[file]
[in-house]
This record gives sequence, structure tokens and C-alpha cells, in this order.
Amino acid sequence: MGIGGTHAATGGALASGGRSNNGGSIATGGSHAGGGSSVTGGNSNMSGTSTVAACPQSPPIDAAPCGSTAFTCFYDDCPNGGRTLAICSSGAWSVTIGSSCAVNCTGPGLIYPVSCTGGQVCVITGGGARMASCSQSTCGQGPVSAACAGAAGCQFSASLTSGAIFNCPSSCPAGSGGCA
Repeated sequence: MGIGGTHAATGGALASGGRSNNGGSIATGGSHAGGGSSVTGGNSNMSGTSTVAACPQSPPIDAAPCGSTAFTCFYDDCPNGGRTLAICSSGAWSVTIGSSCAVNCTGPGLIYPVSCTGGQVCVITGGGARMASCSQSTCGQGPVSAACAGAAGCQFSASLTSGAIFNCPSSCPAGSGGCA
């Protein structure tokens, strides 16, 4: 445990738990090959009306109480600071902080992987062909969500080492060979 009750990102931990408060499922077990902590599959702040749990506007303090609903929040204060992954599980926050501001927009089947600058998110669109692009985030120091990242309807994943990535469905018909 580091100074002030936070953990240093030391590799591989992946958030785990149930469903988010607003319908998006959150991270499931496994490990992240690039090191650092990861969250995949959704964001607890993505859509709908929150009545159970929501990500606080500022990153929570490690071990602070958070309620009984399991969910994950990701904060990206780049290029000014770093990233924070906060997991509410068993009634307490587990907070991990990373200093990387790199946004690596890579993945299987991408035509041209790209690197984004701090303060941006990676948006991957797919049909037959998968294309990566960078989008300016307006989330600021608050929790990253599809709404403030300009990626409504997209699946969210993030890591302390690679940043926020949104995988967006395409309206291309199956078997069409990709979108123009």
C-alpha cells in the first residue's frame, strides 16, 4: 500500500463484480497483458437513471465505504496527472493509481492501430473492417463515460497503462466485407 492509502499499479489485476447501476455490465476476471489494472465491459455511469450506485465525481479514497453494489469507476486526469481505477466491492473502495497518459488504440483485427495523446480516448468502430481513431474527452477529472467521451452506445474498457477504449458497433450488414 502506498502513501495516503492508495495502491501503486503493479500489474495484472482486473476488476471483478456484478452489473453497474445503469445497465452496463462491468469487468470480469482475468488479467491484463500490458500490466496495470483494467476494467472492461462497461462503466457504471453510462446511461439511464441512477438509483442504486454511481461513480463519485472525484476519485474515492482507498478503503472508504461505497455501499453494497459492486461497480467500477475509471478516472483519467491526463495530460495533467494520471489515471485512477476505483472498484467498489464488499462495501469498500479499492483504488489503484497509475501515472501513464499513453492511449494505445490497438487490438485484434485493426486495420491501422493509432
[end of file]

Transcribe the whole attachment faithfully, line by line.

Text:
[in-house]
This record gives sequence, structure tokens and C-alpha cells, in this order.
Amino acid sequence: MGIGGTHAATGGALASGGRSNNGGSIATGGSHAGGGSSVTGGNSNMSGTSTVAACPQSPPIDAAPCGSTAFTCFYDDCPNGGRTLAICSSGAWSVTIGSSCAVNCTGPGLIYPVSCTGGQVCVITGGGARMASCSQSTCGQGPVSAACAGAAGCQFSASLTSGAIFNCPSSCPAGSGGCA
Repeated sequence: MGIGGTHAATGGALASGGRSNNGGSIATGGSHAGGGSSVTGGNSNMSGTSTVAACPQSPPIDAAPCGSTAFTCFYDDCPNGGRTLAICSSGAWSVTIGSSCAVNCTGPGLIYPVSCTGGQVCVITGGGARMASCSQSTCGQGPVSAACAGAAGCQFSASLTSGAIFNCPSSCPAGSGGCA
């Protein structure tokens, strides 16, 4: 445990738990090959009306109480600071902080992987062909969500080492060979 009750990102931990408060499922077990902590599959702040749990506007303090609903929040204060992954599980926050501001927009089947600058998110669109692009985030120091990242309807994943990535469905018909 580091100074002030936070953990240093030391590799591989992946958030785990149930469903988010607003319908998006959150991270499931496994490990992240690039090191650092990861969250995949959704964001607890993505859509709908929150009545159970929501990500606080500022990153929570490690071990602070958070309620009984399991969910994950990701904060990206780049290029000014770093990233924070906060997991509410068993009634307490587990907070991990990373200093990387790199946004690596890579993945299987991408035509041209790209690197984004701090303060941006990676948006991957797919049909037959998968294309990566960078989008300016307006989330600021608050929790990253599809709404403030300009990626409504997209699946969210993030890591302390690679940043926020949104995988967006395409309206291309199956078997069409990709979108123009």
C-alpha cells in the first residue's frame, strides 16, 4: 500500500463484480497483458437513471465505504496527472493509481492501430473492417463515460497503462466485407 492509502499499479489485476447501476455490465476476471489494472465491459455511469450506485465525481479514497453494489469507476486526469481505477466491492473502495497518459488504440483485427495523446480516448468502430481513431474527452477529472467521451452506445474498457477504449458497433450488414 502506498502513501495516503492508495495502491501503486503493479500489474495484472482486473476488476471483478456484478452489473453497474445503469445497465452496463462491468469487468470480469482475468488479467491484463500490458500490466496495470483494467476494467472492461462497461462503466457504471453510462446511461439511464441512477438509483442504486454511481461513480463519485472525484476519485474515492482507498478503503472508504461505497455501499453494497459492486461497480467500477475509471478516472483519467491526463495530460495533467494520471489515471485512477476505483472498484467498489464488499462495501469498500479499492483504488489503484497509475501515472501513464499513453492511449494505445490497438487490438485484434485493426486495420491501422493509432